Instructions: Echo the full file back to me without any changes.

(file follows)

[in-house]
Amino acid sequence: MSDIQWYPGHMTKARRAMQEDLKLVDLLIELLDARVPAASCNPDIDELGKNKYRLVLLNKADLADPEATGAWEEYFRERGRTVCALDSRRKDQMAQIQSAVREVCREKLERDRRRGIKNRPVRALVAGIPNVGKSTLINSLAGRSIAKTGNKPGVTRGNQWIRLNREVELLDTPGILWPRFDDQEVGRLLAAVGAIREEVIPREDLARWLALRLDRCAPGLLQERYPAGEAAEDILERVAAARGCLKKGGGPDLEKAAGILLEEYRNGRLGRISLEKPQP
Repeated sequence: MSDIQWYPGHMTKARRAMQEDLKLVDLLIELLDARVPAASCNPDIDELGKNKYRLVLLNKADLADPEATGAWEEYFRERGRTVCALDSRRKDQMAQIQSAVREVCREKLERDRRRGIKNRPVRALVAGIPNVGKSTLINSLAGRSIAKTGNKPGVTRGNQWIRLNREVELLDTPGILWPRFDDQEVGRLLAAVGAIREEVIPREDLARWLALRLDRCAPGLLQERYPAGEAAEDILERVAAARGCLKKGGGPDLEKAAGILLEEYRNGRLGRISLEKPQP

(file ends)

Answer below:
[in-house]
Amino acid sequence: MSDIQWYPGHMTKARRAMQEDLKLVDLLIELLDARVPAASCNPDIDELGKNKYRLVLLNKADLADPEATGAWEEYFRERGRTVCALDSRRKDQMAQIQSAVREVCREKLERDRRRGIKNRPVRALVAGIPNVGKSTLINSLAGRSIAKTGNKPGVTRGNQWIRLNREVELLDTPGILWPRFDDQEVGRLLAAVGAIREEVIPREDLARWLALRLDRCAPGLLQERYPAGEAAEDILERVAAARGCLKKGGGPDLEKAAGILLEEYRNGRLGRISLEKPQP
Repeated sequence: MSDIQWYPGHMTKARRAMQEDLKLVDLLIELLDARVPAASCNPDIDELGKNKYRLVLLNKADLADPEATGAWEEYFRERGRTVCALDSRRKDQMAQIQSAVREVCREKLERDRRRGIKNRPVRALVAGIPNVGKSTLINSLAGRSIAKTGNKPGVTRGNQWIRLNREVELLDTPGILWPRFDDQEVGRLLAAVGAIREEVIPREDLARWLALRLDRCAPGLLQERYPAGEAAEDILERVAAARGCLKKGGGPDLEKAAGILLEEYRNGRLGRISLEKPQP